As you may have noticed, I haven’t been able to post so much on the blog lately. This is because I’ve had one of the busiest summers and falls of my life. In addition to visiting several conventions this summer–such as Gen Con, where I did some guest of honor duties, I also spent six weeks at an artists’ colony, edited two books, and began work on three freeform games as well as working on my main project, the book PANDORA’S DNA, which is very nearly due. I will be back to blogging in due course, as soon as the manuscript is in.
In the meantime, here are a things that are rocking my larp world right now.
- The Norwegian Larp Factory book project, a collection of 22 larp brilliant larp scripts, written for between 8 and 30 players, and which take up about an evening of time. This book is full of amazing design, from relationship dramas to murder mysteries, teen dramas, and more formal experiments, and will have an accompanying website containing supporting materials and video demos of all workshop and game techniques used. Since I helped edit the tome, I realize this is a little like your mother telling you you’re smart, but seriously: I am super excited about the games in this book. Although you can read teasers over at the book’s website, really what you should do is visit our Indie Gogo page and pre-order a copy.
- Play the Cards by Trine Lise Lindahl, Frida Sofie Jensen and Tyra Larsdatter Grasmo is a great teen drama larp from said book project. It sorts the players into four cliques, each represented by a suit of playing cards. The hearts are the popular girls, the spades are the jocks, the clubs the alterna-kids and the diamonds are the nerds. You wear your clique and status within it on your chest. Last Saturday, Emma Leigh Waldron, Aaron Trammell and I organized this game for about thirty players through our local collective the Highland Park Players. In the morning we had rousing rounds of J. Tuomas Harviainen’s game The Tribunal, and Trine Lise Lindahl, Elin Nilsen and Anna Westerling’s game Summer Lovin’. Thanks to everyone who came and played, to Emma and Aaron, who are always wonderful co-organizers, and to player Rachel Walton, who made a killer relationship map for the game.
- Before/After Silence by Mathijs Holter and Fredrik Hossman, another larp from the book project that is a formal experiment in silence and sound, gets a nice write-up from Aaron Trammell today over on the Sound Studies Blog.
- Everything You Wanted to Know About Sex in Larp But Were Afraid to Ask. Some of our wonderful Texas cohorts made an amusing video about sex in larp. Go watch it — this post will keep!
- In case you missed it, there’s a beautiful documentation book for Hanne Grasmo and Tor Kjetil Edland’s Just a Little Lovin’, a larp about the summer AIDS came to New York City. The larp has been run several times, in Norway, Sweden, and Denmark. I believe this lovely full-color tome hails from the Danish run, and contains guidelines for putting up new additional runs.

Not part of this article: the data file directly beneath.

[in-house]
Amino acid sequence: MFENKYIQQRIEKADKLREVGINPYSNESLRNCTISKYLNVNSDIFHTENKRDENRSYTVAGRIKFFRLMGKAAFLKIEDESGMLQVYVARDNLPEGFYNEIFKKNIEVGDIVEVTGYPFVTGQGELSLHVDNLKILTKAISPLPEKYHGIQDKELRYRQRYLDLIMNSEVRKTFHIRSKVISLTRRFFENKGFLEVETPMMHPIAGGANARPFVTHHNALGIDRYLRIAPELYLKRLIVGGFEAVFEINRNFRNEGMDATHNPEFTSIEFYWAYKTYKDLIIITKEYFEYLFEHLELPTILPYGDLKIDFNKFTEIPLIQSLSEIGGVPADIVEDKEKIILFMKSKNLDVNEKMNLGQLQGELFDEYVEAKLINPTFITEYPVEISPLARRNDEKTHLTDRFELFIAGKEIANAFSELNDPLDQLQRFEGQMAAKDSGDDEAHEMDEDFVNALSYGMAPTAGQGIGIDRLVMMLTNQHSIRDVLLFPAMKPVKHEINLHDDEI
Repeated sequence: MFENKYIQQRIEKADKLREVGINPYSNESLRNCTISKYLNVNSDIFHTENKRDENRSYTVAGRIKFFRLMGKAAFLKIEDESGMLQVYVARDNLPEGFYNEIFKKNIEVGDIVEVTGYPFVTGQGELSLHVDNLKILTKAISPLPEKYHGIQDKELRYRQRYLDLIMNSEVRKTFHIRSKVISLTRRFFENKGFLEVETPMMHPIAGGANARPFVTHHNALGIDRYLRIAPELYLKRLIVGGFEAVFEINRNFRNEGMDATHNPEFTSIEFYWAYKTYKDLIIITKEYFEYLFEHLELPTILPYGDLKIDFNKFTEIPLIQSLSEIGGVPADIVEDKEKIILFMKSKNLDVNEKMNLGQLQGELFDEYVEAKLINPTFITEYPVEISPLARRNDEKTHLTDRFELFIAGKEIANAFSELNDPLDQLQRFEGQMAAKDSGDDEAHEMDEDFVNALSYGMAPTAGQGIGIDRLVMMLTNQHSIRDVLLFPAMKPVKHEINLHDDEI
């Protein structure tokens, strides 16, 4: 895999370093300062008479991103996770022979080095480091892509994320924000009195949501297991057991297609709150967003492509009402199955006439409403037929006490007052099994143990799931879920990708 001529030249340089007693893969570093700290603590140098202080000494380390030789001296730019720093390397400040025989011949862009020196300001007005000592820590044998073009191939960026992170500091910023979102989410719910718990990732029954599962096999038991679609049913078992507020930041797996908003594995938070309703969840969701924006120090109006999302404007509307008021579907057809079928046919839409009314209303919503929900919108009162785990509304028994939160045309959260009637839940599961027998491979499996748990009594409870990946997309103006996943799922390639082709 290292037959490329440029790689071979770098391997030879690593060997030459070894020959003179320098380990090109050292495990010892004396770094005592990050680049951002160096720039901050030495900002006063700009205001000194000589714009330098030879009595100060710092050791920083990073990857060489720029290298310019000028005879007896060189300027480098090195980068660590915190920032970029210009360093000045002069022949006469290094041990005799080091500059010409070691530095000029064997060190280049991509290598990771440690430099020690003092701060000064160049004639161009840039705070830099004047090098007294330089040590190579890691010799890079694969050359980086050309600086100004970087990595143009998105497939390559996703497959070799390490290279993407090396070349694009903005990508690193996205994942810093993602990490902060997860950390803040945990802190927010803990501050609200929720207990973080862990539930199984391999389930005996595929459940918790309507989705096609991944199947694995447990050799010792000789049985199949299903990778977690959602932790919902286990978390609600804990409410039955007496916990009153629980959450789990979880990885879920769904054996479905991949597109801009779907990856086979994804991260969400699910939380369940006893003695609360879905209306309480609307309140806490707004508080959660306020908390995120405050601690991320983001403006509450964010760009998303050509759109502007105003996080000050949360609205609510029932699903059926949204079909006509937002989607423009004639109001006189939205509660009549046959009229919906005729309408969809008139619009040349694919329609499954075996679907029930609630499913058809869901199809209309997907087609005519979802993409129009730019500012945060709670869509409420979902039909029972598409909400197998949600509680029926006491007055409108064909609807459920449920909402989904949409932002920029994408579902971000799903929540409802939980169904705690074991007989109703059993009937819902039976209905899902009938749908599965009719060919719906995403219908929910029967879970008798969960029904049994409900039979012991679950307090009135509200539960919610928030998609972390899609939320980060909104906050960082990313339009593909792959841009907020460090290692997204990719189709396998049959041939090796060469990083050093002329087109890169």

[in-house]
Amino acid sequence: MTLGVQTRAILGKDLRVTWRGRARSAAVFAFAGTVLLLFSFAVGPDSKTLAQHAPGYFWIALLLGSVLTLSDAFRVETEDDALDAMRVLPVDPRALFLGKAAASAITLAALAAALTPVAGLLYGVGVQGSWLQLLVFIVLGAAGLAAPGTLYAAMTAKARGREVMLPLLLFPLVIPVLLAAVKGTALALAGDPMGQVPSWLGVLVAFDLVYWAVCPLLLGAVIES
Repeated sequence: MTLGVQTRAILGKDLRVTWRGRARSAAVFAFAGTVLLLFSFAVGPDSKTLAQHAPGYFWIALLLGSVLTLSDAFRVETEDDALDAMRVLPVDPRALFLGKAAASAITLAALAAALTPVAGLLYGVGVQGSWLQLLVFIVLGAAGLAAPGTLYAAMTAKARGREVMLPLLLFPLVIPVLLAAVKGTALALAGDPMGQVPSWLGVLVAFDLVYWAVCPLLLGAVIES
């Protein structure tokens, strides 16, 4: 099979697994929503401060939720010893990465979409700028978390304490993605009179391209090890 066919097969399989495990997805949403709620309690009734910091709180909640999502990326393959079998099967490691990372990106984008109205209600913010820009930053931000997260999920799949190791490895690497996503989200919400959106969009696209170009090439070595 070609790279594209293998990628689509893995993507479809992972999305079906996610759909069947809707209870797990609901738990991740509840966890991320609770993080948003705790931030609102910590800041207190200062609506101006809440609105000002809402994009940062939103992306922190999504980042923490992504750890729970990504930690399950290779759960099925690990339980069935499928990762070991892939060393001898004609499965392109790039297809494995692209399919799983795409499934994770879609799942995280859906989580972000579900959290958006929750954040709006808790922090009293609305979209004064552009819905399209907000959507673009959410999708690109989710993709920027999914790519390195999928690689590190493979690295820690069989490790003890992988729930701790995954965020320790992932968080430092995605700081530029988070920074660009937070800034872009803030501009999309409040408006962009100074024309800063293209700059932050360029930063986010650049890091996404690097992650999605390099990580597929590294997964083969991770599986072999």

- Open call for submissions for this year’s Knutebook.
- In December, the Highland Park Players are planning to run another day of games, probably a play-test of my new larpy venture called In Residency, about life at an artists’ colony, and with any lucky, something else in the morning too.
- French larper Thomas Be has a fascinating post about what it was like to play a woman in the larp Mad About the Boy, about the world after all the men die. I helped organize the US run of this game about a year ago–we only had the resources to organize an all-lady run, but the recent Swedish team organized both all-lady and mixed gender runs.
- The first-ever Palestinian Larp Festival ran this weekend, with local and Nordic participants. The Norwegian team has been blogging about their experiences traveling in Palestine and at the convention. Worth a read.
This year, I’m lucky enough that I’m getting to visit Nordica a second time. At the end of October I head to Grenselandet, a Norwegian chamber larp festival, and then to the inaugural Stockholm Scenario Festival, a new freeform convention in Sweden, though unfortunately this means I will miss one of my favorite US conventions, Metatopia. I’m bringing The Curse,
my game about hereditary breast cancer, which has also found a place in the recently-ended and thought provoking Boob Jam, a collection of digital and analogue games about breasts, from the non-straight-male-gaze perspective.
Catch you all after my book deadline, when I’ll write about my adventures in Norway and Sweden!